For the second year in a row, Illinois has recorded fewer than 1,000 fatal car accidents, a two-year mark not seen since the 1920s, according to the Illinois Department of Transportation.
However, as our Chicago personal injury attorneys expected, the number of overall fatalities in Illinois has increased as the economy began its tentative recovery in 2010.
As we reported on our Chicago Car Accident Lawyer Blog, there were a dozen fewer fatal Chicago car accidents recorded last year, but the overall number of fatalities statewide increased for the first time in recent years.
IDOT reports 923 people were killed on Illinois roads last year, compared to the 911 killed in crashes in 2009.
“IDOT is encouraged by this historic accomplishment, but understands that continued perseverance and hard work are essential to maintain or decrease the number of traffic fatalities in years to come,” said Illinois Transportation Secretary Gary Hannig. “In recent decades, the goal of achieving fewer than 1,000 roadway fatalities in a state of this size was considered impossible, but now it is reality. We commend the efforts of our partners, as we spotlight the numerous effective programs administered by IDOT’s Division of Traffic Safety and our partner agencies. We also applaud motorists’ continued efforts to drive safely and comply with highway safety laws in Illinois.”
Many believe the economic downturn and high gas prices has had a major impact on the number of serious and fatal traffic crashes in Illinois and throughout the nation. However, the state has implemented a number of safety initiatives in recent years, including a ban on text messaging by drivers, which took effect Jan. 1, 2010. Additional safety programs have targeted teen drivers, motorcycle riders, drunk drivers, work zone safety and large commercial trucks.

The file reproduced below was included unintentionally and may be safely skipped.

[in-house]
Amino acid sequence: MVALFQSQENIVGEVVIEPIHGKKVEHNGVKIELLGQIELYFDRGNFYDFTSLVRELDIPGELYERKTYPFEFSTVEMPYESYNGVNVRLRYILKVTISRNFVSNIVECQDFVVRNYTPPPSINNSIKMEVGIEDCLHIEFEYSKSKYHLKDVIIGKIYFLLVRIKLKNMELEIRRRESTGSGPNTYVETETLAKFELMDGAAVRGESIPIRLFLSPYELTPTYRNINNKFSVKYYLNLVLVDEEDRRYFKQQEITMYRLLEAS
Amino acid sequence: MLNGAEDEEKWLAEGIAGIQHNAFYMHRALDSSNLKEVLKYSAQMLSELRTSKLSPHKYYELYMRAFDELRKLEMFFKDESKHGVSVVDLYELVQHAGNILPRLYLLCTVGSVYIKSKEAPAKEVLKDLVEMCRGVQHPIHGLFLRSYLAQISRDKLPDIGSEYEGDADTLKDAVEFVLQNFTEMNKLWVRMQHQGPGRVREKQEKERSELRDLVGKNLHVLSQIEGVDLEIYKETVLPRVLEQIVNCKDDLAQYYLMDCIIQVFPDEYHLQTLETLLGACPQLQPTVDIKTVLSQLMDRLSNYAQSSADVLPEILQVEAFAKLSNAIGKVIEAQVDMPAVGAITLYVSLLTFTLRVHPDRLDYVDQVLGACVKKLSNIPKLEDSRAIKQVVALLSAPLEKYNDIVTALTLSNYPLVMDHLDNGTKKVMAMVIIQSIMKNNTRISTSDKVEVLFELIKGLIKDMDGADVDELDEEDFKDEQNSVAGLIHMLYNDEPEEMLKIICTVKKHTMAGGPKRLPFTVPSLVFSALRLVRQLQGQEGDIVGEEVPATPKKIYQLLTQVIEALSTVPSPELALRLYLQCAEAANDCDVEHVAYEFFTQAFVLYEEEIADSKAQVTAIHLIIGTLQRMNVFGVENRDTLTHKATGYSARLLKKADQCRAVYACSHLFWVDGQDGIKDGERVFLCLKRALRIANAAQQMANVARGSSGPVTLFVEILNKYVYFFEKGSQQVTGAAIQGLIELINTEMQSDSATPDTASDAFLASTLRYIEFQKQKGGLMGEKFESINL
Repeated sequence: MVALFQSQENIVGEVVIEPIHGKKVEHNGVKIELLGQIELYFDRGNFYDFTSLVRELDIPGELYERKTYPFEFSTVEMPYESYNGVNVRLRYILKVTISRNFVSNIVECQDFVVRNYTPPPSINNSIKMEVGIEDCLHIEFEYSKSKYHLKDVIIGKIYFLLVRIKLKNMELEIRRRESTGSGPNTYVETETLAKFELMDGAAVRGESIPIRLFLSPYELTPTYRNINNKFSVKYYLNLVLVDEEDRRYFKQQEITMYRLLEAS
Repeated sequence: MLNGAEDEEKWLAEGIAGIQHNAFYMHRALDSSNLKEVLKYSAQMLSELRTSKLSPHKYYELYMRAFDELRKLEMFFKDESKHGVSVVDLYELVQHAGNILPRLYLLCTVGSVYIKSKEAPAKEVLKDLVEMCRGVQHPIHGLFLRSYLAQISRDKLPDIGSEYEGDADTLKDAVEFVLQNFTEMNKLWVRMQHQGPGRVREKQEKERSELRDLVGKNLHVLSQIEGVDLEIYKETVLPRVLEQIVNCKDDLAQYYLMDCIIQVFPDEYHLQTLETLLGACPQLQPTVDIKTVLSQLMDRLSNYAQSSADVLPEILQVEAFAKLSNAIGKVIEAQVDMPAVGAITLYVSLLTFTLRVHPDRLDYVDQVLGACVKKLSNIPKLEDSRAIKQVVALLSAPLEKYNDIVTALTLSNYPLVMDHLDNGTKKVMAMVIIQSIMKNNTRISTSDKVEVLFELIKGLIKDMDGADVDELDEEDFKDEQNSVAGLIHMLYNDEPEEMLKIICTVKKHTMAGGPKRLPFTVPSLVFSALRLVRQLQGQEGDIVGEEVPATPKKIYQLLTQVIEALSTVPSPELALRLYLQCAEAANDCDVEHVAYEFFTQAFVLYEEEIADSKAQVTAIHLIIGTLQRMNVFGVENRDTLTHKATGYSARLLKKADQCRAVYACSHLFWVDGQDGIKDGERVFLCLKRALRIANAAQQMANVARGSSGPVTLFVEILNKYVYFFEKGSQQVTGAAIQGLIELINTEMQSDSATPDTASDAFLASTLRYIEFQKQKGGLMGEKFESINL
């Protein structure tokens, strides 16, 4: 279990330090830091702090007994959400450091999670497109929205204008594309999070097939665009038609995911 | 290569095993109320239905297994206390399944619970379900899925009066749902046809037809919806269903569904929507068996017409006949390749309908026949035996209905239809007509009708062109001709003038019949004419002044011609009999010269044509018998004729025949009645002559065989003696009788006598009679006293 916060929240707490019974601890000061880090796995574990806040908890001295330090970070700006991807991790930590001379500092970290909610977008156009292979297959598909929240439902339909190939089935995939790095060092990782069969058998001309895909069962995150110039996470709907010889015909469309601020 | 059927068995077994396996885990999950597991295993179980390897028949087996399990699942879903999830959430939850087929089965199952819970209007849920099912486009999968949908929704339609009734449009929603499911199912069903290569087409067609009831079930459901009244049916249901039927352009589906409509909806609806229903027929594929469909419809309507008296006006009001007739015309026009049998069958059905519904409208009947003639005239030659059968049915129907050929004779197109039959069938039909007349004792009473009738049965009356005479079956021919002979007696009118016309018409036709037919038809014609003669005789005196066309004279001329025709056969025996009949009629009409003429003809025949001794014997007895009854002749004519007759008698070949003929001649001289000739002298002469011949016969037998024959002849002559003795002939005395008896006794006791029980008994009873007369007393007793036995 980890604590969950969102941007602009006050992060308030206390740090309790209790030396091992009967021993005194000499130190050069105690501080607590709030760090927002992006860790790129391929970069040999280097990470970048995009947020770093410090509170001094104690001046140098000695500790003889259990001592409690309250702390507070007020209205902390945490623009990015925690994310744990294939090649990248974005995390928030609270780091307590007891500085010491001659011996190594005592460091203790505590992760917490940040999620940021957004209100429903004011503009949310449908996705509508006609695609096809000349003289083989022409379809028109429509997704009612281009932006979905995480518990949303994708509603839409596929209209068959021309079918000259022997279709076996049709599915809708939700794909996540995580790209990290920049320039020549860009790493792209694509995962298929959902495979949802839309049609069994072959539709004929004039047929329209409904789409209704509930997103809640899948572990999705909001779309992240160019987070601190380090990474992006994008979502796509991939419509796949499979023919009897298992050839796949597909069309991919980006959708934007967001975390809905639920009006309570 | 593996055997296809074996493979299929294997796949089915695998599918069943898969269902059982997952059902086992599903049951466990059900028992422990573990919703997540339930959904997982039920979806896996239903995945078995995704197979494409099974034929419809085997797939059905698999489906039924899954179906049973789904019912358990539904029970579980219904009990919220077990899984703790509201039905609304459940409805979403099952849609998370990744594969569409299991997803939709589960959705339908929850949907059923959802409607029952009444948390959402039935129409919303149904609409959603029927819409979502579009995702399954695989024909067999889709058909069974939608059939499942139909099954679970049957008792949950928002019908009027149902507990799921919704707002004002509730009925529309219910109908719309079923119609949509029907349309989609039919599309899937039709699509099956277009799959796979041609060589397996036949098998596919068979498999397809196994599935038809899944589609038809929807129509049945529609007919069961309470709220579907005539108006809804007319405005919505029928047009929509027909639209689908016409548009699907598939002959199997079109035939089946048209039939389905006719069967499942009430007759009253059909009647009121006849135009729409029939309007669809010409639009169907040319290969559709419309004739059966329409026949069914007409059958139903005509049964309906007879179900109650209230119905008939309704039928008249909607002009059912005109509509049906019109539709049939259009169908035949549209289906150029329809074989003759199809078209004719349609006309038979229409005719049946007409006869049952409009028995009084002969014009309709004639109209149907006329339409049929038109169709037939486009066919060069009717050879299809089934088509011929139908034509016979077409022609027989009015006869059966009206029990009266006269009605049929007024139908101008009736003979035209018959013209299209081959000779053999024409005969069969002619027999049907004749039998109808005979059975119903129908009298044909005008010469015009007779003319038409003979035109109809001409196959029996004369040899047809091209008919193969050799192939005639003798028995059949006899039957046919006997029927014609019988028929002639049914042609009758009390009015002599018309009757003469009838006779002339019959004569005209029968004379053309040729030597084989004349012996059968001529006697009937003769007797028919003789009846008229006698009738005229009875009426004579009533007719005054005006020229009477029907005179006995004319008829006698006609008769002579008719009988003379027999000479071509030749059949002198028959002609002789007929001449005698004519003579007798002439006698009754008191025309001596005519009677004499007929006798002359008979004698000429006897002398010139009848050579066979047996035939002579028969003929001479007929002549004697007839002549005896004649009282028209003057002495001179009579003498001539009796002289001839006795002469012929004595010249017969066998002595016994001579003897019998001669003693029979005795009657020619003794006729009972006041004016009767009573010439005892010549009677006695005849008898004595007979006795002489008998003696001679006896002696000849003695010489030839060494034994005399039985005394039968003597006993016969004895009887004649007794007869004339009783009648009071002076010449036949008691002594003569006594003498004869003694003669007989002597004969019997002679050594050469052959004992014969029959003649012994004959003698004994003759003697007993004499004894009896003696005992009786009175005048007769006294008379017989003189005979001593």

“The Illinois State Police is proud to continue its partnership with the Illinois Department of Transportation and law enforcement agencies to help reduce traffic crash fatalities. We remain committed to improving safety on Illinois roadways, and will utilize all available resources to provide safety education programs which promote safe driving habits,” said Interim Director Patrick E. Keen. “Although it is difficult to attribute the reduction of traffic crash fatalities to a single factor, there is no doubt that the combined efforts of law enforcement personnel, the Illinois Department of Transportation and our private partners have significantly contributed to saving lives. With the continued support and cooperation from the motoring public, we can help keep the momentum going for years to come.”
Safety officials also report seat-belt use reached an all-time high of 91.7 percent in 2009 and was bested in 2010 with 92.6 percent.
Prior to 2009, the last time the state recorded fewer than 1,000 traffic deaths was in 1921.
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